1. Creating a helping-role
        Research says that people are more likely to ask for help when they know where to go and who to ask, and creating a helping-position clarifies this for your employees. Additionally, when you designate an entire position to answering questions and providing help, you implicitly show all employees that questions are encouraged.


    1. Implementing a reciprocity ring
      Coined by University of Michigan professor Wayne Baker, a reciprocity ring is a group exercise involving roughly 10-24 members. During the exercise, each member verbalizes a personal or professional request. Then, other “group members use their knowledge, resources, and connections to grant it.” By engaging all participants in both acting and receiving, a reciprocity ring eases common fears of asking for help. Employees with questions see that they are not alone, and givers are able to share their knowledge and energy in the most constructive way.

    Regardless of how you facilitate giving-behavior in your organization, what matters most is that you do. When help-seeking becomes the norm, your employees have access to a wider network of support; your organization sees overwhelmingly positive results; and, most importantly, cooperation becomes the key to success.

  2. Recognize givers’ generous acts with small, spontaneous rewardsIf generous acts in the workplace consistently go unnoticed, unappreciated, and unrewarded, givers are bound to burnout. They will take on too many responsibilities that they cannot afford, their own wellbeing and productivity will suffer, and takers will ultimately come out on top. But this is not the only way. To incentivize giving and increase the effectiveness of your organization, consider implementing a “peer-bonus and -recognition program.”A peer-bonus and -recognition program sheds light on the true givers in your midst by encouraging your employees to both pay and bring attention to each other’s “unique or time-consuming acts of helping.” Employees nominate their generous peers, and leaders champion generosity by recognizing and rewarding them.Note: When rewards are involved, Grant recommends keeping them small, or else “some participants will game the system, and the focus on extrinsic rewards may undermine the intrinsic motivation to give.”
  3. Help givers set boundaries to protect them from unhealthy giving/self-sacrificeWhen it comes to productivity and organizational effectiveness, givers “are your most valuable people, but if they are not careful, they burnout.” Fortunately, thoughtful leaders can shield givers from this exhausting fate. To set boundaries on giving, designate a helping position and/or designate certain times of the day as helping periods.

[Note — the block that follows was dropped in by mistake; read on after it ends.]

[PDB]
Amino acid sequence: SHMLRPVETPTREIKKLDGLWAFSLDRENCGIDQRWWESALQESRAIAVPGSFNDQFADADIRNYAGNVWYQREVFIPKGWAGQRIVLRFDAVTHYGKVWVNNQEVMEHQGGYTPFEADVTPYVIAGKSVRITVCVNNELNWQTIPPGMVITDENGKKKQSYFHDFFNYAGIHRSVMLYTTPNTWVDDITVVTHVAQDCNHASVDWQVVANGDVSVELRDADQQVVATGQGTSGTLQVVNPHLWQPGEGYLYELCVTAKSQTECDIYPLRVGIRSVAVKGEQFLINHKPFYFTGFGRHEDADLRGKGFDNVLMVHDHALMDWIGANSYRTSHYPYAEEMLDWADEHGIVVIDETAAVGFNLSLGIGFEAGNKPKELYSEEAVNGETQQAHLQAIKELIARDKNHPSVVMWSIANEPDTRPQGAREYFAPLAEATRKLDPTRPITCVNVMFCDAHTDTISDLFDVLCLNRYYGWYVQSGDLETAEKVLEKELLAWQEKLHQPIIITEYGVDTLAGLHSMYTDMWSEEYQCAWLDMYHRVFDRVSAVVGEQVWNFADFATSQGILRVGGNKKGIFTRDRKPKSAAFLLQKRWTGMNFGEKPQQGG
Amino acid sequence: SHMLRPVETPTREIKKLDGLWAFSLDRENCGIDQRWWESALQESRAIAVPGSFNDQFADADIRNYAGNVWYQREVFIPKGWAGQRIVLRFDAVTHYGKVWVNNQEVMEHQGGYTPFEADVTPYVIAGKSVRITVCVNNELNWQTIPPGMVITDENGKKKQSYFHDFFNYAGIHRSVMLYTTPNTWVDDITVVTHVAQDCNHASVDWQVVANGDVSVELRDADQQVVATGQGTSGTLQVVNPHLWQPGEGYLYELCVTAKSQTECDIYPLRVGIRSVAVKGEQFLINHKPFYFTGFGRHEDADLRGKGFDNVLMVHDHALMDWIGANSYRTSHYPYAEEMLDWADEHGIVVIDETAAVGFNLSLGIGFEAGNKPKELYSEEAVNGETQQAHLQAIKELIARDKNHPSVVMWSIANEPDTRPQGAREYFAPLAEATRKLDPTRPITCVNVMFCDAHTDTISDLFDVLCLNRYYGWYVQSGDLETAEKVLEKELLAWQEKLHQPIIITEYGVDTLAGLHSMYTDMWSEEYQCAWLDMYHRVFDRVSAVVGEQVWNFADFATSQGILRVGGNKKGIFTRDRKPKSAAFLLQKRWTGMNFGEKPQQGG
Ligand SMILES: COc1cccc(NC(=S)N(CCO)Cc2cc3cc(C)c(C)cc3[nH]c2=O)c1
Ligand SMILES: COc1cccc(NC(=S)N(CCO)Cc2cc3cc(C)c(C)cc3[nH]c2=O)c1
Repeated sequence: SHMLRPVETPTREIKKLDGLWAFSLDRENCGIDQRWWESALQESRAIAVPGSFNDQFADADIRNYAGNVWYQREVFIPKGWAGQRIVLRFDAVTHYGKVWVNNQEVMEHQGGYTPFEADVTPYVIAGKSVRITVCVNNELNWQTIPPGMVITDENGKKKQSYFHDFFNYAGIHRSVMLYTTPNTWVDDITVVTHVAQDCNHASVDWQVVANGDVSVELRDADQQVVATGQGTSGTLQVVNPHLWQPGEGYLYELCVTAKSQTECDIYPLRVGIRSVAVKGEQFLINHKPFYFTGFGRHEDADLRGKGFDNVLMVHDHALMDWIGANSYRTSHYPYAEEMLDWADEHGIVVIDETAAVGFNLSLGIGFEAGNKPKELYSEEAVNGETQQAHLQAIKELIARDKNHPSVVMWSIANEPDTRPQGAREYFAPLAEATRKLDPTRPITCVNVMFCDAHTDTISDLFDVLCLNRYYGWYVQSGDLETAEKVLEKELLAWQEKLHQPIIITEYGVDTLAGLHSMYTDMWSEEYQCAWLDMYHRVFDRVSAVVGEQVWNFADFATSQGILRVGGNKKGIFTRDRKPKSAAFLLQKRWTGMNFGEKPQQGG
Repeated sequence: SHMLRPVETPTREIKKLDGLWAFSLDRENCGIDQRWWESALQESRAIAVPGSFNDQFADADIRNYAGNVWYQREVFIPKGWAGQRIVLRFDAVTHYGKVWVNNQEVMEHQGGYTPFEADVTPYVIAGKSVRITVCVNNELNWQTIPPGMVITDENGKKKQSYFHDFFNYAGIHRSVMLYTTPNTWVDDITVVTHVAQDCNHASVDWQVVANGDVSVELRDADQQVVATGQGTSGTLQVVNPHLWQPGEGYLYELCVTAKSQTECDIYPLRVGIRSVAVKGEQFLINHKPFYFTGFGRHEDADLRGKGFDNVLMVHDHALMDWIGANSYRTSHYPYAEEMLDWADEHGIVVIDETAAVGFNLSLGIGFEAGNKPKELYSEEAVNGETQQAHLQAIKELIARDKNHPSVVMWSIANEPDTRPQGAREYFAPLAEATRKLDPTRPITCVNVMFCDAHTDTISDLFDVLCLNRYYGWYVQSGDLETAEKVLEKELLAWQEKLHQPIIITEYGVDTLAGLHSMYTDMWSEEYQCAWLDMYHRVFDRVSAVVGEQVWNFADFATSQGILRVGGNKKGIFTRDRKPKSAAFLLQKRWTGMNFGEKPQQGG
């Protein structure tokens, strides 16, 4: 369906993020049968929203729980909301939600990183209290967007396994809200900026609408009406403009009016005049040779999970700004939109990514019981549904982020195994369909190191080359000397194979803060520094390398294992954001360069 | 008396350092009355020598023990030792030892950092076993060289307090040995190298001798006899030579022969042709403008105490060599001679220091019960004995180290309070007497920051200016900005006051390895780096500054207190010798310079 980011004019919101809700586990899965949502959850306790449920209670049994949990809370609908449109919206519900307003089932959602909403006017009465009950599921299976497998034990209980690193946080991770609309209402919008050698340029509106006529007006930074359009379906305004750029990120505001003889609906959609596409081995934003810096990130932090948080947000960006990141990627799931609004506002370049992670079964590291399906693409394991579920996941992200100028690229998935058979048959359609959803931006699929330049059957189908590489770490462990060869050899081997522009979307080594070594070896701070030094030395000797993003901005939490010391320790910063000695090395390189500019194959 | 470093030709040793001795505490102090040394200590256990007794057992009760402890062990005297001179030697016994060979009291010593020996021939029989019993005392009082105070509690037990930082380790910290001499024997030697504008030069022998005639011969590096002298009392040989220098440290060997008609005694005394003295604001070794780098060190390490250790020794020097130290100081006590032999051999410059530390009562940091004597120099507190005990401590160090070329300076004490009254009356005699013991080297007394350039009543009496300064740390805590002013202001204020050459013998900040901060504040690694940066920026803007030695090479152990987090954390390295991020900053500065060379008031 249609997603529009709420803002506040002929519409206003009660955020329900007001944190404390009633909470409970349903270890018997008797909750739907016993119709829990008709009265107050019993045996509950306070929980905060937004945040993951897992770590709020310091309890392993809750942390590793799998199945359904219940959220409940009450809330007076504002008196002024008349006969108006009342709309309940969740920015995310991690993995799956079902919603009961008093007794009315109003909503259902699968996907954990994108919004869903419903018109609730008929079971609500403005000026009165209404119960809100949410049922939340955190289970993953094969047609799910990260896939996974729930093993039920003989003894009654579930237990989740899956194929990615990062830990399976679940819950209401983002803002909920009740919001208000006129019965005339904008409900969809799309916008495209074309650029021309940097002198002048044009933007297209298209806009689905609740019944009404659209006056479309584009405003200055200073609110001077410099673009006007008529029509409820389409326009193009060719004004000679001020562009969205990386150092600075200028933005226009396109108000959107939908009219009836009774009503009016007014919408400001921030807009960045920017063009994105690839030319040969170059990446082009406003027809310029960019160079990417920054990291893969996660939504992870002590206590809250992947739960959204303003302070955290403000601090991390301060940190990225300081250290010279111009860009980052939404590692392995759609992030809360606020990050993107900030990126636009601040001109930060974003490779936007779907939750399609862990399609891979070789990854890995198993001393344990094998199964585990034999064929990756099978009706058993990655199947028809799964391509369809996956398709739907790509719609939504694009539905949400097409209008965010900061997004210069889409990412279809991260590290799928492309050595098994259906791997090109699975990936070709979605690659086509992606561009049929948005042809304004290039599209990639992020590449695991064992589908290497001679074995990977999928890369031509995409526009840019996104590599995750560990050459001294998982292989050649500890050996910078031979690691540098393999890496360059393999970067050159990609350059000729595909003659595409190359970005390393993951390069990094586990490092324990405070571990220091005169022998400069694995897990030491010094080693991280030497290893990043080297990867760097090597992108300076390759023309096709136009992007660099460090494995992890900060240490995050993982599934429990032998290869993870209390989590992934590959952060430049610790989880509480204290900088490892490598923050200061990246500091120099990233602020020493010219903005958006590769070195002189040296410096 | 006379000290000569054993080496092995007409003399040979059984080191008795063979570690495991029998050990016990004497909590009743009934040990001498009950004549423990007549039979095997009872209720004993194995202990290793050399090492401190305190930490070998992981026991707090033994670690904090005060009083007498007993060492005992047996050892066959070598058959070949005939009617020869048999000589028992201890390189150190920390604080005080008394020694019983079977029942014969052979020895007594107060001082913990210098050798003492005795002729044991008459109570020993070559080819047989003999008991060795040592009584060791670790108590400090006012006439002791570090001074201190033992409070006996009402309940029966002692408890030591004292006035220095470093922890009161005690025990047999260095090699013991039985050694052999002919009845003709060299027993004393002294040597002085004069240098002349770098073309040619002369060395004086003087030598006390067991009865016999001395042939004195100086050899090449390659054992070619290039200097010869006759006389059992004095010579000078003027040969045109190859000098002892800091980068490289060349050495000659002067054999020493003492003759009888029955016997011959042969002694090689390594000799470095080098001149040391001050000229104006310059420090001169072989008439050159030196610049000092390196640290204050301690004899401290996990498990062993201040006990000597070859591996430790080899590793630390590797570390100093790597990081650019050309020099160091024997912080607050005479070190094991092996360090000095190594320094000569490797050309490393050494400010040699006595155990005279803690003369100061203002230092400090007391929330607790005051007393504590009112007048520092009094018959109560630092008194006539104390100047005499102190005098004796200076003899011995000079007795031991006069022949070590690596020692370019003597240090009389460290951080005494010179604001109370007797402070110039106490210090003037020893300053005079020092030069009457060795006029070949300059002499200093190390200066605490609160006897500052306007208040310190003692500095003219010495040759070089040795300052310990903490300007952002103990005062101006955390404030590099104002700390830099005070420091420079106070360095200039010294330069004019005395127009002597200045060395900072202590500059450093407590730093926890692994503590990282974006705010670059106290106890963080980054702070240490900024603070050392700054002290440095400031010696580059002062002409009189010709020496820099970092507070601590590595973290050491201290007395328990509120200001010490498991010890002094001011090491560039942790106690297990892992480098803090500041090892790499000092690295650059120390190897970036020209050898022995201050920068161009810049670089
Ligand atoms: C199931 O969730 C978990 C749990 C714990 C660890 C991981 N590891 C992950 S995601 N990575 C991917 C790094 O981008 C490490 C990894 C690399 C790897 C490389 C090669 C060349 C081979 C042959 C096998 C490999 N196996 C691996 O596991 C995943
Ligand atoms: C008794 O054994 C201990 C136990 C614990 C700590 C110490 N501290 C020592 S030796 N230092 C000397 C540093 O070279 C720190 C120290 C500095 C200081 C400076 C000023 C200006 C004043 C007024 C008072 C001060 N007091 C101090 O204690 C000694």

4. Recognize takers and screen them out during the hiring processWhen there are too many takers in your midst, it is nearly impossible to sustain a giver-culture, because “takers often do more harm than givers do good.” Therefore, according to Grant, removing takers from your equation is the most important practice you can implement to create a world where givers thrive. To screen out takers, look for people who exhibit the following taking-tendencies:
    • Claiming successes as their own
    • Answering in terms of “I and me instead of us and we”
    • Changing their behavior depending on whether they’re around peers and subordinates or managers and superiors
    • Engaging in “antagonistic behavior at the expense of others—say, badmouthing a peer who’s up for a promotion or overcharging an uninformed customer—simply to ensure that they come out on top”
    • Rationalizing their problematic behaviors instead of making attempts to acknowledge and/or change them

As a leader, it is up to you to create a culture where givers thrive, and to achieve this, Grant recommends that you facilitate help-seeking, reward generosity, protect givers, and screen out takers. When you do, both your organization and the people within it are set up for success. Collaboration and problem solving become more frequent, and teams are naturally more cohesive. People “freely contribute their knowledge and skills to others,” and as a result, they find meaning and purpose in their work. Sustainable giving becomes the norm, and most importantly, you send the message that generosity is the key to success.


  35. Publisher summaries for Give and Take, Originals, Option B, Power Moves, and Think Again
  36. Approved PR and press materials, available on Adam Grant's website